Roman’s arrest offers a rare glimpse of the leadership roles some women now play in the Mexican Mafia, the prison gang born in California correctional facilities.
“Women are such a huge part of the program,” said Rene “Boxer” Enriquez, author of the book Mexican Mafia Encyclopedia, which will be released in February for Police and Fire Publishing, and a former mafioso himself. “It is the norm now. These women are calling murders. They have the same psychological disorders that the men do. Without women and foot soldiers there would be no Mexican Mafia. They would be a bunch of guys sitting in their cells.”
The Roman case grew out of a 2010 complaint from a gang member who essentially served as a foot soldier for the family. According to prosecutors, this person became upset over having to pay drug “taxes” to Danny Roman and agreed to wear a wire to surreptitiously tape his conversation with one of the street leaders of the Harpys gang, Manuel Valencia. During the investigation, four additional gang members agreed to snitch and work with the police to nab Roman’s crew.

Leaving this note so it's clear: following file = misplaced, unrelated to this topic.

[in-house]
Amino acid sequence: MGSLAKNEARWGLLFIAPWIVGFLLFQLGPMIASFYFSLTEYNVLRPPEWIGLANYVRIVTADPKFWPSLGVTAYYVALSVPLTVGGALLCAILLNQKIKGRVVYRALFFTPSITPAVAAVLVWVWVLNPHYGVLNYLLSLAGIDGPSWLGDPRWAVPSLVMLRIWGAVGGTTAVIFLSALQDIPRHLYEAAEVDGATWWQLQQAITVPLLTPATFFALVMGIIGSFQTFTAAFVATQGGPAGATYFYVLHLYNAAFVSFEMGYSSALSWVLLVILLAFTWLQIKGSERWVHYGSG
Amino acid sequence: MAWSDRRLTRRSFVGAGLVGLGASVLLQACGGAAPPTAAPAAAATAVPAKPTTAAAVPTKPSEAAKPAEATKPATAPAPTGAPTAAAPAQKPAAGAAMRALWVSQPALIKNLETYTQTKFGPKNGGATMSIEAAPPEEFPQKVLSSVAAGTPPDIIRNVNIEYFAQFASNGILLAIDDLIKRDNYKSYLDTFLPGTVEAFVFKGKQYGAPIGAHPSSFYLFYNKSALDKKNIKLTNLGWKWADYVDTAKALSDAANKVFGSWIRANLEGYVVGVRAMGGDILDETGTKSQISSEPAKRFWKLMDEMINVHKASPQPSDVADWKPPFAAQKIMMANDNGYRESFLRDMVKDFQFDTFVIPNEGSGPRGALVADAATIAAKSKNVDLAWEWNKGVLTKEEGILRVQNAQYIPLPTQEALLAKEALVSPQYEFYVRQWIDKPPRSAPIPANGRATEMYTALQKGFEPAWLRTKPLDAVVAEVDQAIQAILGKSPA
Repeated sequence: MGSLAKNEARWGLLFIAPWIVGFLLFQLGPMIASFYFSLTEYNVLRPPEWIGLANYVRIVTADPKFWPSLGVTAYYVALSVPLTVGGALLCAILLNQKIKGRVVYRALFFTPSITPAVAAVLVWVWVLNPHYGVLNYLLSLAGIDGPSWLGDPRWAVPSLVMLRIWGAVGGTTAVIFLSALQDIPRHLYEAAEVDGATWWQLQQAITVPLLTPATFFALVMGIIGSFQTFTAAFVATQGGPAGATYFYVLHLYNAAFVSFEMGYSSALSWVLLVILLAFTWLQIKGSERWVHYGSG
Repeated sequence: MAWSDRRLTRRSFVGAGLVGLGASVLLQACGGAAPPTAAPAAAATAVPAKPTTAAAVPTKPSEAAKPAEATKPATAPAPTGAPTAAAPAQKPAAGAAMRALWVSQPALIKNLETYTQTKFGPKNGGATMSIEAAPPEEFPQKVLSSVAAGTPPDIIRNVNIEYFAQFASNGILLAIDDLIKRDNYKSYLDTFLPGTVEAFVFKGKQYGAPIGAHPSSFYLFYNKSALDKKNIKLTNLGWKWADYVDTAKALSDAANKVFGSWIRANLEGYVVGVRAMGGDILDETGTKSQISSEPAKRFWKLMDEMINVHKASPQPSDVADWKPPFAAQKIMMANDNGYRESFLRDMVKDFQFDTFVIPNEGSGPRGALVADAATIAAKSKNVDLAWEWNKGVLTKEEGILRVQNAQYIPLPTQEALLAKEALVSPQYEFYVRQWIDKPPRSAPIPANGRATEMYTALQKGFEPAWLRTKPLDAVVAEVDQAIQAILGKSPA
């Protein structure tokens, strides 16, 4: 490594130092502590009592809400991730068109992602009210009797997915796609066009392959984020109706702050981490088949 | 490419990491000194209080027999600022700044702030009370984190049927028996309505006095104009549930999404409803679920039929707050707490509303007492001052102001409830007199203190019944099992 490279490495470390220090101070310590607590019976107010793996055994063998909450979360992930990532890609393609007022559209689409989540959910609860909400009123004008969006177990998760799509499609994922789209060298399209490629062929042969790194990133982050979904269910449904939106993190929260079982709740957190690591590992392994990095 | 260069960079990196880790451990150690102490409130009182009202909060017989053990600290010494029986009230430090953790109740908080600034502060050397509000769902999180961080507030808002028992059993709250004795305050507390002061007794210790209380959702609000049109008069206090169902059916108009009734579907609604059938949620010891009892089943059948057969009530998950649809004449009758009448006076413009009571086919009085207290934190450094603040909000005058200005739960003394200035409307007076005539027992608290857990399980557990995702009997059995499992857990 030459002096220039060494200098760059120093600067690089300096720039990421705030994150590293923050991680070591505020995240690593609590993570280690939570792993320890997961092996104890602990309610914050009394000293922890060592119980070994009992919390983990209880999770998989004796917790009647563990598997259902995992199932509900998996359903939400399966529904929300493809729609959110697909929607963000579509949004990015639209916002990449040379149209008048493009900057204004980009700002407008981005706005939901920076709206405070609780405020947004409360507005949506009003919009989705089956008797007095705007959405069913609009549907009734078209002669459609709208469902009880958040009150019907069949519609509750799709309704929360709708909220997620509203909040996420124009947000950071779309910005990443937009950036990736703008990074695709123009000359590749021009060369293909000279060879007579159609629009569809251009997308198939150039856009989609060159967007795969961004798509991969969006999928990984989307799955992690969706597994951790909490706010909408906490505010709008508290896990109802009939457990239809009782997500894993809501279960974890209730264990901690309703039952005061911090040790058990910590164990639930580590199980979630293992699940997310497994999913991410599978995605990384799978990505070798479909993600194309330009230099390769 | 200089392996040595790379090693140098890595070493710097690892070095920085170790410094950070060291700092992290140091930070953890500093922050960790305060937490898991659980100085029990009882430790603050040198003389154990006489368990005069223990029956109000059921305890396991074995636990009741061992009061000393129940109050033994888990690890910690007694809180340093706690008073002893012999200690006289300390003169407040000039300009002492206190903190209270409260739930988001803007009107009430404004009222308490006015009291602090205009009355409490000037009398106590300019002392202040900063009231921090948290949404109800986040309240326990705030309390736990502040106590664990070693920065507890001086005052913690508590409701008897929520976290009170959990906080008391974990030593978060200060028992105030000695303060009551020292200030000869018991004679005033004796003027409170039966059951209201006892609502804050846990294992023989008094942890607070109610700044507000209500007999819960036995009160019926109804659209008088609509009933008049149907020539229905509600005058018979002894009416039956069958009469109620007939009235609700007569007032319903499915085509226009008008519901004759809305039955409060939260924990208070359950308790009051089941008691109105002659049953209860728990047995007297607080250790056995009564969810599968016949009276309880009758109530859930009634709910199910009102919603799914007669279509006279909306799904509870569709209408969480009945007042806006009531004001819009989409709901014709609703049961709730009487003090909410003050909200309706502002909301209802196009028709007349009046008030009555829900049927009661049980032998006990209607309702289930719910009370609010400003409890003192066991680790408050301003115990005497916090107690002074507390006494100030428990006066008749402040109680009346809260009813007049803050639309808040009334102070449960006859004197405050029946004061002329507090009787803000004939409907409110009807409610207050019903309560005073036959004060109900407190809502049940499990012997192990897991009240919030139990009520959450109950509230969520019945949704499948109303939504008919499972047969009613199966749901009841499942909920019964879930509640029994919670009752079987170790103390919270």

“They were not content with what was going on,” said Barron. “They were in a situation that because of Roman’s control they had to pay taxes.” (Most gang members believe they will either end up in the morgue or prison. So, the majority of Hispanic gang members agree to pay taxes to the Mexican Mafia to ensure their own protection should they end up in the prison system.)
According to prosecutors, Danny Roman would pass his orders down through Vianna and his son-in-law, who would visit the older gangster once a month at Pelican Bay State Prison. Those two, in turn, would pass the information along to Valencia, the gang’s shot caller, who would instruct the network of gangs to do the kingpin’s bidding. If there were any serious problems that needed to be dealt with immediately, Vianna would make the call, according to prosecutors.